Unlike Barack Obama, I have no heartwarming story to tell about a grandfather or great-uncle who liberated the concentration camps of the Third Reich. My mother's father didn't fight in World War II: he was a machinist, needed on the homefront. My father's father did fight in World War II. An infantryman, he was stationed in Bulgaria, where he fought the Soviets . . . for the German army.
My father's father (I called him "Grandpa" when I was young, but today the name doesn't feel right) died when I was 10, so what I know of him, I know through my father.
He was not a warm man; it's incredible that my father became the sensitive, empathetic man he did. His sense of humor was boorish and overbearing, like that of a stereotypical washed-up jock. Before and after the war, he worked as a salesman.
He was not a Nazi -- that is to say, he didn't belong to the party. But he supported the party's goals, along with those of its methods the German public knew about at the time. He was casually anti-Semitic, asserting (though not forcefully) that our Swiss-descended surname had Arabic roots, so that our family was the "opposite" of Jewish. (I'm not sure that the party line would have held Arabs in any higher esteem than Jews, but we aren't dealing with high-level logic here.)
Although the Nazis took power through a variety of political shenanigans, rather than through proper democratic channels, for a time they enjoyed majority support. My grandfather might have been considered a mainstream supporter of the party. His brother, my great-uncle Artur, was a broader thinker and had serious doubts. I don't know whether Artur did anything to resist or just kept his head down during the Nazi years. But my grandfather was drafted into the army and went readily. In the only photo I've seen of him in his younger years, he poses in his army uniform.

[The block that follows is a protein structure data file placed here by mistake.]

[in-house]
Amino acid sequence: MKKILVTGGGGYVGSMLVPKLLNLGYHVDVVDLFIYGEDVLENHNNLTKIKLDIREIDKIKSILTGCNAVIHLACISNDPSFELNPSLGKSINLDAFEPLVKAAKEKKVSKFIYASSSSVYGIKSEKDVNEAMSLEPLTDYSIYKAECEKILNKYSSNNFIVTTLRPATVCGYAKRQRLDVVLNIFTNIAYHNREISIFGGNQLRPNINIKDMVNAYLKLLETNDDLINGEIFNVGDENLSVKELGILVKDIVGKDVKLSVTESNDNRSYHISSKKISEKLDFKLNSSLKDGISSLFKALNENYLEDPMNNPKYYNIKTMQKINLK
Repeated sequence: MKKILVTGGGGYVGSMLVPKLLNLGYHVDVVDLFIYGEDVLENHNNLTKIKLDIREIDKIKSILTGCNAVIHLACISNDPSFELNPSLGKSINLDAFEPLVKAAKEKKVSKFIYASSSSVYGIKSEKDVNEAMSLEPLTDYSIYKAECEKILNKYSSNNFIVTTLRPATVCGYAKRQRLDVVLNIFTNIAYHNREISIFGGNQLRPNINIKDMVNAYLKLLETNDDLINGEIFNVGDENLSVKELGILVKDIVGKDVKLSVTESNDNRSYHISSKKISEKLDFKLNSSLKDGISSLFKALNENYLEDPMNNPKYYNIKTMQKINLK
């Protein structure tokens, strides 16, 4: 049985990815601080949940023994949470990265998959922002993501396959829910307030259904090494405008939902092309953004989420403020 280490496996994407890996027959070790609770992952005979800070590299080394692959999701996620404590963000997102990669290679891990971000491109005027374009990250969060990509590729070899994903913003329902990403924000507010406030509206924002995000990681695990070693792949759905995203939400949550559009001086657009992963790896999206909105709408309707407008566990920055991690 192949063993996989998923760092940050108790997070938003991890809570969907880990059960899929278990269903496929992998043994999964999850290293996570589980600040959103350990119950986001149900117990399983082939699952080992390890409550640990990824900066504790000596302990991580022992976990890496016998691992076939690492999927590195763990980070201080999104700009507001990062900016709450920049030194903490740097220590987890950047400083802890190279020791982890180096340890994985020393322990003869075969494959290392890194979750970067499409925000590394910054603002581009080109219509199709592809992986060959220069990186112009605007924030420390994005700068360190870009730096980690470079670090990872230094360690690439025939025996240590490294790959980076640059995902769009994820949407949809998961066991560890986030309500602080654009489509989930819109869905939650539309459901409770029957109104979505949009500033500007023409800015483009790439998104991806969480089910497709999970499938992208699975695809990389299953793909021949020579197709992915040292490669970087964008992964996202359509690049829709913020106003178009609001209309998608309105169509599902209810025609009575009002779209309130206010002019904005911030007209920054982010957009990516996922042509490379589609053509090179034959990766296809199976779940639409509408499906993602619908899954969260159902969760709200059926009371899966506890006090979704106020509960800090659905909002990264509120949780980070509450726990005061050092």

Even in a repressive, violent totalitarian regime, citizens have choices. They can seek to flee the country. They can stay and resist, openly or clandestinely, actively or through small acts of defiance. They can keep their heads down and remain neutral. Or they can collaborate. Helmuth Hübener, Karl-Heinz Schnibbe and Rudolf Wobbe were mere teenagers, yet they circumvented the Nazis' control of information by listening to the BBC on a shortwave radio and disseminating the news they heard around Hamburg, a brave decision for which Schnibbe and Wobbe were imprisoned and Hübener was hanged. My grandfather, an adult with an infant son, went willingly to war.
This is my family legacy.
What does it mean for me? I didn't support the regime by fighting for it. I never supported the mass arrest of socialists, "deviants" (including homosexuals and women who advocated for birth control), the handicapped, Catholics, Roma and Jews. I never enabled a regime that repressed its people and deprived even its first-class citizens of fundamental human rights. But these choices are all part of my family history. Even if I bear no blame, I bear a responsibility.
The responsibility I bear is this: that when faced with the same choices, I will choose differently.
That I will never consider any other human being, or group of human beings, to be less than fully human.
That I will act toward my fellow humans in a spirit of brotherhood, with full respect for their dignity and rights.
That I will oppose scapegoating, disrupt attempts to classify people, counter the polarizing hate speech designed to undermine the reasonable center.
That I will use my freedom of expression to dissent whenever the mechanisms of our democracy and the safeguards of our civil liberties are circumvented or undermined.
That I will not let the big lie go unanswered.
That I will stick up for the rights of the minority, the rights of the unpopular, even the rights of the enemy -- because even the enemy is still human.
That I will pledge allegiance by the flag of the United States of America to liberty, equality and justice for all, and that if the United States turns its back on these things -- or, heaven forbid, ever stomps them into the ground -- then I am an American second and a citizen of the world first.
This is what it means to me to be a German-American in the 21st century. This is what it should mean to be an American in the 21st century. If it isn't, then what, after all, did your grandfathers and great-uncles liberate?